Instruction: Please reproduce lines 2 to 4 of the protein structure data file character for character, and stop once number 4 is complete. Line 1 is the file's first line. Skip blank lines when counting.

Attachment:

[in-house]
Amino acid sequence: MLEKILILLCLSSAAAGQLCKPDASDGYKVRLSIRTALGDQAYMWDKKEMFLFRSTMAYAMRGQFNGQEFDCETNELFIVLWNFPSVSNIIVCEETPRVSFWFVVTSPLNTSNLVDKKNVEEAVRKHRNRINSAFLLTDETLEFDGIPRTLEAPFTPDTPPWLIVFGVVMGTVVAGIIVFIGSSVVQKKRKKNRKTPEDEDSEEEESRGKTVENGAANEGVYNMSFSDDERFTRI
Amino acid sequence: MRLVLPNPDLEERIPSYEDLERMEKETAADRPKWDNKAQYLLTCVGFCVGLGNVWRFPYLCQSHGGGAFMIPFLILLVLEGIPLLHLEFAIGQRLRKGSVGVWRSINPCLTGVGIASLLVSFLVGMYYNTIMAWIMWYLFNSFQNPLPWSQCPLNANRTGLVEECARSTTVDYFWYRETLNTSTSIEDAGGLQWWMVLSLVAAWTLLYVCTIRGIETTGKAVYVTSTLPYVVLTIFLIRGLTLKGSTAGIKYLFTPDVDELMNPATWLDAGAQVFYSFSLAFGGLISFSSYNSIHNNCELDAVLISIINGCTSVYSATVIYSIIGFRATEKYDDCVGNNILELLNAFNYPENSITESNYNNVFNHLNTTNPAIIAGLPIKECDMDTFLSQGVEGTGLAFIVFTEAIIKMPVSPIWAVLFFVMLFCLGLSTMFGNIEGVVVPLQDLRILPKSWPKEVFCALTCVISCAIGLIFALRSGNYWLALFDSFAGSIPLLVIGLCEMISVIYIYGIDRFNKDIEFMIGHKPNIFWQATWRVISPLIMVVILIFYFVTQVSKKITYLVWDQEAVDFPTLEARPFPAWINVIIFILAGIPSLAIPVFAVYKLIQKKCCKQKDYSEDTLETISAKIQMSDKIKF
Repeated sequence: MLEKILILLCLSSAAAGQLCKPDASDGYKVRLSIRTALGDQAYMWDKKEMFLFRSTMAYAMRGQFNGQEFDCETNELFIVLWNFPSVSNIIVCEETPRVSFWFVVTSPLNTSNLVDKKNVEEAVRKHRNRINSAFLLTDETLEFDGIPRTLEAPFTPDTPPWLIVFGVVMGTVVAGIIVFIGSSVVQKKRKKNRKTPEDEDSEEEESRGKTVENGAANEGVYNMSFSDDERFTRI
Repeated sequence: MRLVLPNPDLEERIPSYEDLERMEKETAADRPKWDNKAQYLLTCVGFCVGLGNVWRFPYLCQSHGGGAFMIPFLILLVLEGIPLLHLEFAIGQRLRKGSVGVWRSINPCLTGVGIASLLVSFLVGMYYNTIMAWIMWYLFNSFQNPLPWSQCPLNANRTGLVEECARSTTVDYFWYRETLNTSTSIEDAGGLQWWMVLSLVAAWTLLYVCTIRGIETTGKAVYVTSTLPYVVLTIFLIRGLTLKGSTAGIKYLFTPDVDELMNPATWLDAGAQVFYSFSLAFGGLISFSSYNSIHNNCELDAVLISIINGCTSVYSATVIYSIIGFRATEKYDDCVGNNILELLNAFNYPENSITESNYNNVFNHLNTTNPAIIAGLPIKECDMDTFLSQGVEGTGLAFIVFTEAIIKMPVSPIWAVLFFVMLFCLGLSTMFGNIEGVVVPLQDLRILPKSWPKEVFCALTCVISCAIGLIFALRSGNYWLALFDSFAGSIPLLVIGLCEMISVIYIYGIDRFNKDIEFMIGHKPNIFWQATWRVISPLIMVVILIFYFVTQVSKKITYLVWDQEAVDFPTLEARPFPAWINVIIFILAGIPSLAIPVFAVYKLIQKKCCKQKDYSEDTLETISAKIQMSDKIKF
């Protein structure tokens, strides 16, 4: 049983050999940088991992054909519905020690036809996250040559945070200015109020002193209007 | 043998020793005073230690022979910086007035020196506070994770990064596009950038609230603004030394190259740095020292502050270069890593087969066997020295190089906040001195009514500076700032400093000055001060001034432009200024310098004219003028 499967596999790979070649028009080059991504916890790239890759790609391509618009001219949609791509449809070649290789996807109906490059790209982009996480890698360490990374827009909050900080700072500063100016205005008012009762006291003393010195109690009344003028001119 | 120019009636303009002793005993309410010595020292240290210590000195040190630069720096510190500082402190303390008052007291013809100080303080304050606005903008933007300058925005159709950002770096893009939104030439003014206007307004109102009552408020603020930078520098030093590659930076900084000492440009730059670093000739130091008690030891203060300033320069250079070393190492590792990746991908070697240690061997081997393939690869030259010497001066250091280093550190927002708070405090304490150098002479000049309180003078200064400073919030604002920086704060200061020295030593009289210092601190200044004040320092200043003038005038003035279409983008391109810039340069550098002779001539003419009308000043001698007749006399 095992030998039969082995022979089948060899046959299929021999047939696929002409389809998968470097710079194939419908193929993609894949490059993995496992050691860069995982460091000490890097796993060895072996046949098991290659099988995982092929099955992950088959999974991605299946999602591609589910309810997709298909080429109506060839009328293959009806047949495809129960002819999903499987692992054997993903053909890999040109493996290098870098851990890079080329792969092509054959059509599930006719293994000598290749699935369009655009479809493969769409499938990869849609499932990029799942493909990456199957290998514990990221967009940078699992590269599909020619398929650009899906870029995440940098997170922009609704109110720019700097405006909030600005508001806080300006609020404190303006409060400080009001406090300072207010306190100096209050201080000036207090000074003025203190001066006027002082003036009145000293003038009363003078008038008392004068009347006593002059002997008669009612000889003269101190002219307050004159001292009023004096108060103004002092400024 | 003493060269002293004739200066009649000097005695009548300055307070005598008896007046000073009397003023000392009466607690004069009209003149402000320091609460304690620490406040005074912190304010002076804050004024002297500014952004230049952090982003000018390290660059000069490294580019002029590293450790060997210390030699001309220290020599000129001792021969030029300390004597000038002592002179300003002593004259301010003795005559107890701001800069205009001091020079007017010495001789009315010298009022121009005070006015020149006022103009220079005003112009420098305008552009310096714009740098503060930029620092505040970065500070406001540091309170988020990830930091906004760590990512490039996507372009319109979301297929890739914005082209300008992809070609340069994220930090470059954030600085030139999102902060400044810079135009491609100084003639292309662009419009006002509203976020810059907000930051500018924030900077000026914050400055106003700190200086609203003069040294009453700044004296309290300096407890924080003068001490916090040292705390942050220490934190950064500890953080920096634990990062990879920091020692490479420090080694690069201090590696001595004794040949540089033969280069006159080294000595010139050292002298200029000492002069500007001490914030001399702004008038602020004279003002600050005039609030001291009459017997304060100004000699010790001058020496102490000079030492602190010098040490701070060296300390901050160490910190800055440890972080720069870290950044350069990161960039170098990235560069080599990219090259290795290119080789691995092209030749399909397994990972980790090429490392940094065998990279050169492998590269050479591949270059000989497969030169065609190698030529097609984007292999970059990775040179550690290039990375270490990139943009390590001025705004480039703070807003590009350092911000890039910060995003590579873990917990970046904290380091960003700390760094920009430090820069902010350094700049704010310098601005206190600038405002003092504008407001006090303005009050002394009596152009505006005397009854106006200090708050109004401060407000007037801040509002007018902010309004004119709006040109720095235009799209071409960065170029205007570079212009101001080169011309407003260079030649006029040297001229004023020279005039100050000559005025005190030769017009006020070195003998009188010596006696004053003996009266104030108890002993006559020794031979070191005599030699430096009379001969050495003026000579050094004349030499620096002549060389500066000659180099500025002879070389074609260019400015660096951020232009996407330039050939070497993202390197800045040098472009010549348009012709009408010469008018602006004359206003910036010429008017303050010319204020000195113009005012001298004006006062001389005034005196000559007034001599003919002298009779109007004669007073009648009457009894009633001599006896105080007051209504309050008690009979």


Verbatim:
Amino acid sequence: MLEKILILLCLSSAAAGQLCKPDASDGYKVRLSIRTALGDQAYMWDKKEMFLFRSTMAYAMRGQFNGQEFDCETNELFIVLWNFPSVSNIIVCEETPRVSFWFVVTSPLNTSNLVDKKNVEEAVRKHRNRINSAFLLTDETLEFDGIPRTLEAPFTPDTPPWLIVFGVVMGTVVAGIIVFIGSSVVQKKRKKNRKTPEDEDSEEEESRGKTVENGAANEGVYNMSFSDDERFTRI
Amino acid sequence: MRLVLPNPDLEERIPSYEDLERMEKETAADRPKWDNKAQYLLTCVGFCVGLGNVWRFPYLCQSHGGGAFMIPFLILLVLEGIPLLHLEFAIGQRLRKGSVGVWRSINPCLTGVGIASLLVSFLVGMYYNTIMAWIMWYLFNSFQNPLPWSQCPLNANRTGLVEECARSTTVDYFWYRETLNTSTSIEDAGGLQWWMVLSLVAAWTLLYVCTIRGIETTGKAVYVTSTLPYVVLTIFLIRGLTLKGSTAGIKYLFTPDVDELMNPATWLDAGAQVFYSFSLAFGGLISFSSYNSIHNNCELDAVLISIINGCTSVYSATVIYSIIGFRATEKYDDCVGNNILELLNAFNYPENSITESNYNNVFNHLNTTNPAIIAGLPIKECDMDTFLSQGVEGTGLAFIVFTEAIIKMPVSPIWAVLFFVMLFCLGLSTMFGNIEGVVVPLQDLRILPKSWPKEVFCALTCVISCAIGLIFALRSGNYWLALFDSFAGSIPLLVIGLCEMISVIYIYGIDRFNKDIEFMIGHKPNIFWQATWRVISPLIMVVILIFYFVTQVSKKITYLVWDQEAVDFPTLEARPFPAWINVIIFILAGIPSLAIPVFAVYKLIQKKCCKQKDYSEDTLETISAKIQMSDKIKF
Repeated sequence: MLEKILILLCLSSAAAGQLCKPDASDGYKVRLSIRTALGDQAYMWDKKEMFLFRSTMAYAMRGQFNGQEFDCETNELFIVLWNFPSVSNIIVCEETPRVSFWFVVTSPLNTSNLVDKKNVEEAVRKHRNRINSAFLLTDETLEFDGIPRTLEAPFTPDTPPWLIVFGVVMGTVVAGIIVFIGSSVVQKKRKKNRKTPEDEDSEEEESRGKTVENGAANEGVYNMSFSDDERFTRI